Sitting in the doctor's office at 11 weeks pregnant, my husband looked at me and said "Are you sure you're excited that we're having a baby?" This question left me stunned. Of course I was excited to have a baby, why did my husband think I wasn't? When I stepped back and reflected over the way I acted in those few early weeks of pregnancy, I could see why my husband felt the need to ask me this question. He could see, even before I saw it in myself, that I was forcing some enthusiasm, that I was masking some sadness.  It turned out, my feelings about becoming a mother ended up being way more complicated than I had anticipated them to be. As I approach motherhood, only two weeks from my due date, I wanted to share with you the highs and lows that came with accepting this new part of my identity. First, a little background about me. I had a very complicated family life growing up that left me desiring to know the traditional parent-child relationship, so a part of me always felt a certain yearning to experience said relationship. That, paired with the constant mom-ing I already do to every person in my life (sorry friends!), made me feel like I am built to be a mom, like I wouldn't be the fully realized version of myself until I had experienced that part of life.  The motherhood fever was REAL, and the baby fever was REAL. The intense desire to become a mom, to see my husband as a father, and to hold my own baby in my arms was so acute that it hurt. Well, a few years into marriage and few years into my profession, Thom and I felt ready to make the jump.We made the leap of faith that we were ready and then boom we were fortunate enough to become pregnant. My instant feeling upon finding out was elation! I remember thinking, I can't believe we can actually have a child! After wanting it so badly, I figured it would be so much harder for me than others. That somehow my desire to be a mom would be the very thing that kept me from getting to become one. After elation, fear quickly snuck up on me. Now that I had gotten what I wanted, surely it wouldn't last... 12141700_10206213574071451_8093048999403589431_n I lived in fear of a miscarriage everyday. I thought I could let it go, but I couldn't. Even now at 38 weeks, I'm still fighting off the feelings of something bad happening. I imagine that's something that won't go away with motherhood, but rather the worry will be a permanent fixture, at least for this anxiety-prone momma. While fear was the emotion that followed elation, it wasn't the fear that ultimately led to my twisted feelings about pregnancy. I say this because it was easy for me to dismiss my sadness at first as just the product of fear.  That it was holding me back from being thrilled. Turns out, it was a beast of a whole other nature. A beast named grief. On that day when my husband asked me if I was sure that I was excited about having our baby, I, of course, gave the instant canned response of "Yes! Absolutely!" I didn't quite know how to put into words the part of me that wasn't excited. I didn't know how to admit that to myself, let alone to admit those feelings out loud to another person. After being asked that question, I knew I really had to face myself, had to face whatever it was that kept me from feeling that pure excitement about becoming a mom. As I tried to put a name to the feelings, it all boiled back to grief. Once I knew that it was grief I was feeling, everything else I was struggling with started to gain clarity. What is there to grieve for when you're pregnant? Turns out, at least for me, more than I would have expected. I had to grieve for the loss of a part of myself. I would no longer just be totally whoever I wanted to be. I would have to be able to make my decisions not just from the Melinda lens, but from the momma lens as well. I had to grieve the changes that would come to my relationship. It's not just going to be Thom and I sleeping until way too late in the morning spending the time doing whatever we wanted, going wherever we wanted. I had to grieve the loss of my body. Everything about my body and choices became dedicated to my baby. Even after delivery, my body will still be sacrificed to my baby, and will, honestly, never be the same again (I'm looking at you, stretch marks!). I had to grieve what it would mean to be a mom in my profession, in my hobbies, in my friendships, and so on. There would be no part of my life left unchanged. 11990626_10206414839542962_8708384630847864516_n These are all sacrifices I thought about before I became pregnant, but once I was actually pregnant, the weight of them became so different. It was a reality I didn't expect, and it was a reality I didn't want to admit aloud. I didn't want to seem like a bad mom before my baby was even here and that's exactly what that grieving process made me feel like. I would think to myself, how can I be a good mom if I'm selfish-ly feeling all of these doubts? Now that I'm on the other side of that struggle, I think experiencing that grief and doubt while pregnant is actually going to make me a better mom. By being honest with myself and others about these feelings, I've saved myself from internalizing them. I've saved myself from hiding them and letting them rule my world and from letting them potentially damage the relationship I will have with my son. I've saved myself from resenting myself and others because of this change. I've accepted that to grieve on the precipice of a major life shift is just a part of being honest about those changes and a part of honoring their reality. None of this is to say that I have my emotions figured out. I'm sure when Oliver graces us with his wonderful presence I will feel some or all of these feelings again and new ones as well, but at least now, I'm ok with that. That's why I wanted to write this. To say to all of you fellow pregnant moms, it's ok if you're not as excited as you thought you'd be, it's ok if a part of you feels sad about pregnancy. It doesn't mean you will love your child less. It means that you acknowledge that with this momentous change, you will lose a part of your self. You can say goodbye and mourn that loss, and you can acknowledge with that loss comes a double gain. You will gain a new part of your identity, and you will gain a child. Your whole world will change, and that's heartbreaking. However, just as with any other life change,  the new adventure that comes in its place is so worth all of the tumult; it will heal that heart right up and make it stronger. 10367169_10206662204246925_5576855742534924370_n Sincerely, melinda-sig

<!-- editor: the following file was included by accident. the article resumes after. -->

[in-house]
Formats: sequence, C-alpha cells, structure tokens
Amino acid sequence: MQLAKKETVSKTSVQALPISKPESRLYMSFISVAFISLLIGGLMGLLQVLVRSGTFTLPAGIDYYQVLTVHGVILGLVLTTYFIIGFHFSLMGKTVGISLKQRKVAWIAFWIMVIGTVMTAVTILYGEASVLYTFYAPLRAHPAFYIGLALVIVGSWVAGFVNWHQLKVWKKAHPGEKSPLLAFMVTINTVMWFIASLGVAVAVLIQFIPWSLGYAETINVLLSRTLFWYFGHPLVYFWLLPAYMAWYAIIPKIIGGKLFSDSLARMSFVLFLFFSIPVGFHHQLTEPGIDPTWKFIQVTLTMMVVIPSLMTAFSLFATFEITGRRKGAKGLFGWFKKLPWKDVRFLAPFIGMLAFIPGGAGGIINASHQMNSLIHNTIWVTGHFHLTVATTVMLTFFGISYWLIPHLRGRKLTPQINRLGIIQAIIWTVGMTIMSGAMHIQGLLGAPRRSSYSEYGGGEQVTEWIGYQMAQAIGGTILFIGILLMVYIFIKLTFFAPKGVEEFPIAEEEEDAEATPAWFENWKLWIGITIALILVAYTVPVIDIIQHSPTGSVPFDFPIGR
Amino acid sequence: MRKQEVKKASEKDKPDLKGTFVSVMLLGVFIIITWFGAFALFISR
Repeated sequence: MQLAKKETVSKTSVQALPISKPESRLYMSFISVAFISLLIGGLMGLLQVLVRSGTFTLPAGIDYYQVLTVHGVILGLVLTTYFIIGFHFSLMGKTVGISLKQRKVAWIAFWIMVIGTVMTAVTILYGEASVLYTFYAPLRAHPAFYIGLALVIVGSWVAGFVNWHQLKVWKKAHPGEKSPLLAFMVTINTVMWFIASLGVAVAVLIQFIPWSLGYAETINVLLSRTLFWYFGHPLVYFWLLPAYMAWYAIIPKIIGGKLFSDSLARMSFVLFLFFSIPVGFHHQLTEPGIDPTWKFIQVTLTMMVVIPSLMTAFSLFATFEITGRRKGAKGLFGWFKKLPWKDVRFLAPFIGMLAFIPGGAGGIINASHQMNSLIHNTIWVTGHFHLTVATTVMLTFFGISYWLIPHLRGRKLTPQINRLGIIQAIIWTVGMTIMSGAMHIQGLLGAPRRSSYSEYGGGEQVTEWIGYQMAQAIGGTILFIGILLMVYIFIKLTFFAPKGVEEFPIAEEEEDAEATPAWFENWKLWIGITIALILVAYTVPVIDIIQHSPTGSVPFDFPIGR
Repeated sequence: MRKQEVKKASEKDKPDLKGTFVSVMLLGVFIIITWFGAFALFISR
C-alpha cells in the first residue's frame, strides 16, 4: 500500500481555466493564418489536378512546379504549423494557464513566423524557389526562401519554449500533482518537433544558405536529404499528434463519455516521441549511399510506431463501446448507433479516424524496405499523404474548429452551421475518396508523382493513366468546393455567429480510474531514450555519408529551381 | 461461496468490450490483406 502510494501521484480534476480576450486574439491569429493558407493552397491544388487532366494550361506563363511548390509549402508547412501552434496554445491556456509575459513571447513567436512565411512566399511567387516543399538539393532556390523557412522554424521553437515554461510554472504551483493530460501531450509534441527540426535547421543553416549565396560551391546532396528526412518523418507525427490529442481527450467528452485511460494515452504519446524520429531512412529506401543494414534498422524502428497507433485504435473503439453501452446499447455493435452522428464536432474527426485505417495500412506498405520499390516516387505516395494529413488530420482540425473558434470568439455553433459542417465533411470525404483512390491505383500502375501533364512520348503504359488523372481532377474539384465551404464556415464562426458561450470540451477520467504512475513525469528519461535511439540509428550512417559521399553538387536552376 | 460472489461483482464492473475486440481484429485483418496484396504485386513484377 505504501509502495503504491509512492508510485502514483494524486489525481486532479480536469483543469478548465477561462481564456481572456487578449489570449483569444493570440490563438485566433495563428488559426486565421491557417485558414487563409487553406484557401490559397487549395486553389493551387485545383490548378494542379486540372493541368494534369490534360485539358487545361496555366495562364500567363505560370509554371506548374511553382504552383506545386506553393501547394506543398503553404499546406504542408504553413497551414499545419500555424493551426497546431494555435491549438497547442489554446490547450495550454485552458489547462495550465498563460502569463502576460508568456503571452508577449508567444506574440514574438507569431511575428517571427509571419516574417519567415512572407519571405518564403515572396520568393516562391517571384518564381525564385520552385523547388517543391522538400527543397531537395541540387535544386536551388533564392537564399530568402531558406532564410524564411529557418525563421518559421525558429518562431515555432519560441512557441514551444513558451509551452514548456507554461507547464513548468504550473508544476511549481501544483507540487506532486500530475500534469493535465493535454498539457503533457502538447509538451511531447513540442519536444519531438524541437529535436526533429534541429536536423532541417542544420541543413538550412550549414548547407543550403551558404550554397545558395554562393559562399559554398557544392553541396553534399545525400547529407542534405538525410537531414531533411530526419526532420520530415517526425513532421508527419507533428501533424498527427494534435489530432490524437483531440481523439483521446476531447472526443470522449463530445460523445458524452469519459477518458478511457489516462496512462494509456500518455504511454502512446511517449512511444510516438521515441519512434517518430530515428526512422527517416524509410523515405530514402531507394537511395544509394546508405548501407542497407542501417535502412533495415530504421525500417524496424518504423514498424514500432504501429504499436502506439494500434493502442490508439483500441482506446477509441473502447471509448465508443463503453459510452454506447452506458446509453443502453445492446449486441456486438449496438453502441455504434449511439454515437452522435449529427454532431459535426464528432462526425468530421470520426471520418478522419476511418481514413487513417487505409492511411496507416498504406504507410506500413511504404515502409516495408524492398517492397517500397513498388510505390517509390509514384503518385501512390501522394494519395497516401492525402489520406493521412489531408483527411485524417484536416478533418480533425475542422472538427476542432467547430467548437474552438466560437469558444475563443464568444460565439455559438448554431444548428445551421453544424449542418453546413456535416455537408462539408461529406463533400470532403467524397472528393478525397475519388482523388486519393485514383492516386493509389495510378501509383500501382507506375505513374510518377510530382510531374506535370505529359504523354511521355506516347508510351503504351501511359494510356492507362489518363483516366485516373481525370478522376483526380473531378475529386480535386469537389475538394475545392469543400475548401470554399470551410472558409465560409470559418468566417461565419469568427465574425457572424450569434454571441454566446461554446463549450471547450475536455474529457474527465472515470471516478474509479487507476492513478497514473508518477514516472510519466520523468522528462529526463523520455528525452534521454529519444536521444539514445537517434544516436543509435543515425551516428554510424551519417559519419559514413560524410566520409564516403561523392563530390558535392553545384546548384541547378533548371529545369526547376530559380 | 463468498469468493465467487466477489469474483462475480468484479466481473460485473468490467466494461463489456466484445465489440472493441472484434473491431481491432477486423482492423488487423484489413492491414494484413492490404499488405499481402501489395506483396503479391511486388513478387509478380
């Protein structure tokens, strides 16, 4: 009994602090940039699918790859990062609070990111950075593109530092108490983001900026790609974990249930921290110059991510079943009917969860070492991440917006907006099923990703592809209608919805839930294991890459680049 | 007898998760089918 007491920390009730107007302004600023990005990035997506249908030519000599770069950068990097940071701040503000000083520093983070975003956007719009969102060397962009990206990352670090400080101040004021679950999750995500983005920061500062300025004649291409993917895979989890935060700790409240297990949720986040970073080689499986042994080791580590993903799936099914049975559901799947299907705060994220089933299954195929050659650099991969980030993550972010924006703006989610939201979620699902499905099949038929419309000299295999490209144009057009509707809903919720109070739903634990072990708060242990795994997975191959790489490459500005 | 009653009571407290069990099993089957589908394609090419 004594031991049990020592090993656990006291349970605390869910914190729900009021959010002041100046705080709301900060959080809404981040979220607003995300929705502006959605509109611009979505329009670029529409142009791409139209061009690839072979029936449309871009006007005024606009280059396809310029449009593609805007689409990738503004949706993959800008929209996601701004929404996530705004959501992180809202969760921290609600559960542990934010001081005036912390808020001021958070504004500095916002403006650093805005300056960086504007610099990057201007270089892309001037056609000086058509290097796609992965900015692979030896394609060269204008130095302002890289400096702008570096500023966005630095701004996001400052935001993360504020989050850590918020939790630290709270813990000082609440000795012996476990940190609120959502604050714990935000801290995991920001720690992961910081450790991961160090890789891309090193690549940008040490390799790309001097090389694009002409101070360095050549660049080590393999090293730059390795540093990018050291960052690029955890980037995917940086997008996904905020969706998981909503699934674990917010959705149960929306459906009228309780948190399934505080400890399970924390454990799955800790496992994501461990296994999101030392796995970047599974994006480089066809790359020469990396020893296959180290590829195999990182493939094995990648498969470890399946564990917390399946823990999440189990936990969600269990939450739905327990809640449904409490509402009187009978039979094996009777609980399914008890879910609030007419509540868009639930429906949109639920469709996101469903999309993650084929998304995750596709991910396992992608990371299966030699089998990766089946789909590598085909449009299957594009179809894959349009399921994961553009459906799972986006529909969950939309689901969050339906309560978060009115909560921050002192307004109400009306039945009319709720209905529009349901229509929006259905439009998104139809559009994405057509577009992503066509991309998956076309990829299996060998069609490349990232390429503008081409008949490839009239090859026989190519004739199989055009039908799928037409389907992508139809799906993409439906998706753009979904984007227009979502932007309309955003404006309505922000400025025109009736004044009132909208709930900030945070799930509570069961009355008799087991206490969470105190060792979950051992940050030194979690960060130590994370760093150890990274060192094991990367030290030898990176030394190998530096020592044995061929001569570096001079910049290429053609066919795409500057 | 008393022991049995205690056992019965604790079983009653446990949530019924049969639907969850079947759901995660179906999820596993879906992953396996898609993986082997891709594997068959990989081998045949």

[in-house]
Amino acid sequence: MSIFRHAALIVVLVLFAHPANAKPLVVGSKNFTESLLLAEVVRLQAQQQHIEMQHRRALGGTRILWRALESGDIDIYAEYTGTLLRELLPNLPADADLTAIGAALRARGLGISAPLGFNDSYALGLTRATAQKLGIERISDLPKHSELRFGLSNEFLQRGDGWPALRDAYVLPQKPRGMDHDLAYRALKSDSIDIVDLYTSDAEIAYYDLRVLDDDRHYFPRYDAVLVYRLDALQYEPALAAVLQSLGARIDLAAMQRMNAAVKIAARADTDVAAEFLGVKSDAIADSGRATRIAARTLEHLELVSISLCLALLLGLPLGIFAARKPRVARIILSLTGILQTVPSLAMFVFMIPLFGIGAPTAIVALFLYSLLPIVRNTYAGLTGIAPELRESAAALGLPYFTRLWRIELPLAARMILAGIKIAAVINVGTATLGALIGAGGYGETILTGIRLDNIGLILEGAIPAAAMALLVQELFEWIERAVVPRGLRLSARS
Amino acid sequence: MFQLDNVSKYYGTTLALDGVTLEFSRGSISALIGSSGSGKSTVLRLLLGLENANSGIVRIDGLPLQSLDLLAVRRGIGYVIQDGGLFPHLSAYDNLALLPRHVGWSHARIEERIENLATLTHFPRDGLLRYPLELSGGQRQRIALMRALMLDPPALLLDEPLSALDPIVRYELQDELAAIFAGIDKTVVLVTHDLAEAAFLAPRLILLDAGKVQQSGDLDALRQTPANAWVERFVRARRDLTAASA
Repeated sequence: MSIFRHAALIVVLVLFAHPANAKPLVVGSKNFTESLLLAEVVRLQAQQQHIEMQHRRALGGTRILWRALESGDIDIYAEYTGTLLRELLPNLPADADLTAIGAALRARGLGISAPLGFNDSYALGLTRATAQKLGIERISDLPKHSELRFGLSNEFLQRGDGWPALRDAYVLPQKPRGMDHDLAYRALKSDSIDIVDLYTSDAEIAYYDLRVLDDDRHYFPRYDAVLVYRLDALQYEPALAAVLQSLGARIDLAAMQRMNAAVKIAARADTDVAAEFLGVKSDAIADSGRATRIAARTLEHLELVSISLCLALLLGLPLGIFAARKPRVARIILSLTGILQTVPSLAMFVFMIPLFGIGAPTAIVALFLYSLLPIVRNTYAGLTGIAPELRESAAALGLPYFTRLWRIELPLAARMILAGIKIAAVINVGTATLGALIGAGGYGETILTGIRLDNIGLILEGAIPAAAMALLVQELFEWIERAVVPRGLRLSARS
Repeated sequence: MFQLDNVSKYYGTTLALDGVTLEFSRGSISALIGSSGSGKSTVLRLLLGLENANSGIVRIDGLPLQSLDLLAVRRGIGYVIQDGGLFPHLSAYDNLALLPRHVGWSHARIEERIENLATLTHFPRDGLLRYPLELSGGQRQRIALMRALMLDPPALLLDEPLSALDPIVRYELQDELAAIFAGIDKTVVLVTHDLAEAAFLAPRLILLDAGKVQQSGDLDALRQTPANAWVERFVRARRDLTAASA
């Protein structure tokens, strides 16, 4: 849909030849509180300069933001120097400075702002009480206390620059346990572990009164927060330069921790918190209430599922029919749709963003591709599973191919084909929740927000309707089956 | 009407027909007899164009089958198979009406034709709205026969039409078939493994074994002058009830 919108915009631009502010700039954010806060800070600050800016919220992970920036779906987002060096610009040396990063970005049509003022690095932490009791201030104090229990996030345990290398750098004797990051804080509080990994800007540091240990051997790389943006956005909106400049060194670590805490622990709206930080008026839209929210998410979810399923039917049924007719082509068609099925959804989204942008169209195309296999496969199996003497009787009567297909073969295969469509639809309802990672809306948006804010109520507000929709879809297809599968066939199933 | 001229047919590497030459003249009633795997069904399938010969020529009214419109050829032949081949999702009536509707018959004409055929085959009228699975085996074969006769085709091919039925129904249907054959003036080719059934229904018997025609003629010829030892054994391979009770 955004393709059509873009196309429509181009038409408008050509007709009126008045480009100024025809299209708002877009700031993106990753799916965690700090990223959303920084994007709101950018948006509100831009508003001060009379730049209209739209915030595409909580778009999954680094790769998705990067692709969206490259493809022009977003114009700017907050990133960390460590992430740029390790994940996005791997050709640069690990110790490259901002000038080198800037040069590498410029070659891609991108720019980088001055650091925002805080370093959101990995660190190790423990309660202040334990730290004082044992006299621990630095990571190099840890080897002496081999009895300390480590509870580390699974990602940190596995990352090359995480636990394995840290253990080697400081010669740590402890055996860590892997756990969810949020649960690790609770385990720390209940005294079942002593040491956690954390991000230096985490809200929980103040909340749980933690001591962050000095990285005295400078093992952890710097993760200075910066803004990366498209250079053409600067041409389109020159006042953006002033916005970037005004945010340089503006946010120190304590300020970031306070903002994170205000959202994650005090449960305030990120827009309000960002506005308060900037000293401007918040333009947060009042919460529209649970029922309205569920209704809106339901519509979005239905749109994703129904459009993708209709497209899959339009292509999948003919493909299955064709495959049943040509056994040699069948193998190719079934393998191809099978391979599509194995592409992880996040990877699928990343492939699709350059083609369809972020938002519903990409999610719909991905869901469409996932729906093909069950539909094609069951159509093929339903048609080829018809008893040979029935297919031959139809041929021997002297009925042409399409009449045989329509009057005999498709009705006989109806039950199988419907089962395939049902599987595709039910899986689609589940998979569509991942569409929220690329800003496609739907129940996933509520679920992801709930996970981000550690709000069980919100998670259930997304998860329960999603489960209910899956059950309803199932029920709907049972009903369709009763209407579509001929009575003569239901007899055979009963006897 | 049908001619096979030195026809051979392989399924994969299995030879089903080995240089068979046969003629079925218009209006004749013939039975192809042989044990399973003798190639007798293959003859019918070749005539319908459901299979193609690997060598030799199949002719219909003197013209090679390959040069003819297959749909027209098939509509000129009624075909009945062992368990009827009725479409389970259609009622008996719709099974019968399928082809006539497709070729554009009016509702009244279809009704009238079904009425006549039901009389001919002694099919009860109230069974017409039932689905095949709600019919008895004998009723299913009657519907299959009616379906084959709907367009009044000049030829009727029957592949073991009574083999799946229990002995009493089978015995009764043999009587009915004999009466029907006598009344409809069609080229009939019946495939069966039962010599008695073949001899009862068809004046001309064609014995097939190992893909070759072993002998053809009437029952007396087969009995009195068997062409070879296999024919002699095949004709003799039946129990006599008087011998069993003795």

11
11

Author